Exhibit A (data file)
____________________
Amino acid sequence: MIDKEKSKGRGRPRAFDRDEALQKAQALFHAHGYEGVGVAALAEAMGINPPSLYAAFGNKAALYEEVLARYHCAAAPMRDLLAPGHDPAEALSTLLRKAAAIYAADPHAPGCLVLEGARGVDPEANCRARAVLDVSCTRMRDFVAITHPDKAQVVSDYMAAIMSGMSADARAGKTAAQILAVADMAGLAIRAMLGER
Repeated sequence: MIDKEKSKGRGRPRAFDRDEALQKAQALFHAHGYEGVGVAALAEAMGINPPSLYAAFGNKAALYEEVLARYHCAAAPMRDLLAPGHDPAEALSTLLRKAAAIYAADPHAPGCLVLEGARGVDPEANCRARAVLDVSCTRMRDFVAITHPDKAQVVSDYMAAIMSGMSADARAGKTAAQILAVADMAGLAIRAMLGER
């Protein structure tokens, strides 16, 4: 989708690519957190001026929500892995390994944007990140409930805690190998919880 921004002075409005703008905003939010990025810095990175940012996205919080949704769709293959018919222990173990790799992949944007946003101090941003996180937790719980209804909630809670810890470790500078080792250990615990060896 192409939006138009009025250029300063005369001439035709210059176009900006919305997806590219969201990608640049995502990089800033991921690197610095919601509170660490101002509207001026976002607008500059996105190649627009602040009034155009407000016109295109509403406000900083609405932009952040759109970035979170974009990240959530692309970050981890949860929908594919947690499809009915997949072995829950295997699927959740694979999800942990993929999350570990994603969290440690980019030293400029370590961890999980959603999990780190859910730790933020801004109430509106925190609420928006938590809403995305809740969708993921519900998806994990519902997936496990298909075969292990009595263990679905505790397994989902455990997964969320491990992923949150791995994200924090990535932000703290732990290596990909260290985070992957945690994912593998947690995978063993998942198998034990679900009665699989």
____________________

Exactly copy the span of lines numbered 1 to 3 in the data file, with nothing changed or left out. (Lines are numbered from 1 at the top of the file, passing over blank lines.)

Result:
Amino acid sequence: MIDKEKSKGRGRPRAFDRDEALQKAQALFHAHGYEGVGVAALAEAMGINPPSLYAAFGNKAALYEEVLARYHCAAAPMRDLLAPGHDPAEALSTLLRKAAAIYAADPHAPGCLVLEGARGVDPEANCRARAVLDVSCTRMRDFVAITHPDKAQVVSDYMAAIMSGMSADARAGKTAAQILAVADMAGLAIRAMLGER
Repeated sequence: MIDKEKSKGRGRPRAFDRDEALQKAQALFHAHGYEGVGVAALAEAMGINPPSLYAAFGNKAALYEEVLARYHCAAAPMRDLLAPGHDPAEALSTLLRKAAAIYAADPHAPGCLVLEGARGVDPEANCRARAVLDVSCTRMRDFVAITHPDKAQVVSDYMAAIMSGMSADARAGKTAAQILAVADMAGLAIRAMLGER
């Protein structure tokens, strides 16, 4: 989708690519957190001026929500892995390994944007990140409930805690190998919880 921004002075409005703008905003939010990025810095990175940012996205919080949704769709293959018919222990173990790799992949944007946003101090941003996180937790719980209804909630809670810890470790500078080792250990615990060896 192409939006138009009025250029300063005369001439035709210059176009900006919305997806590219969201990608640049995502990089800033991921690197610095919601509170660490101002509207001026976002607008500059996105190649627009602040009034155009407000016109295109509403406000900083609405932009952040759109970035979170974009990240959530692309970050981890949860929908594919947690499809009915997949072995829950295997699927959740694979999800942990993929999350570990994603969290440690980019030293400029370590961890999980959603999990780190859910730790933020801004109430509106925190609420928006938590809403995305809740969708993921519900998806994990519902997936496990298909075969292990009595263990679905505790397994989902455990997964969320491990992923949150791995994200924090990535932000703290732990290596990909260290985070992957945690994912593998947690995978063993998942198998034990679900009665699989």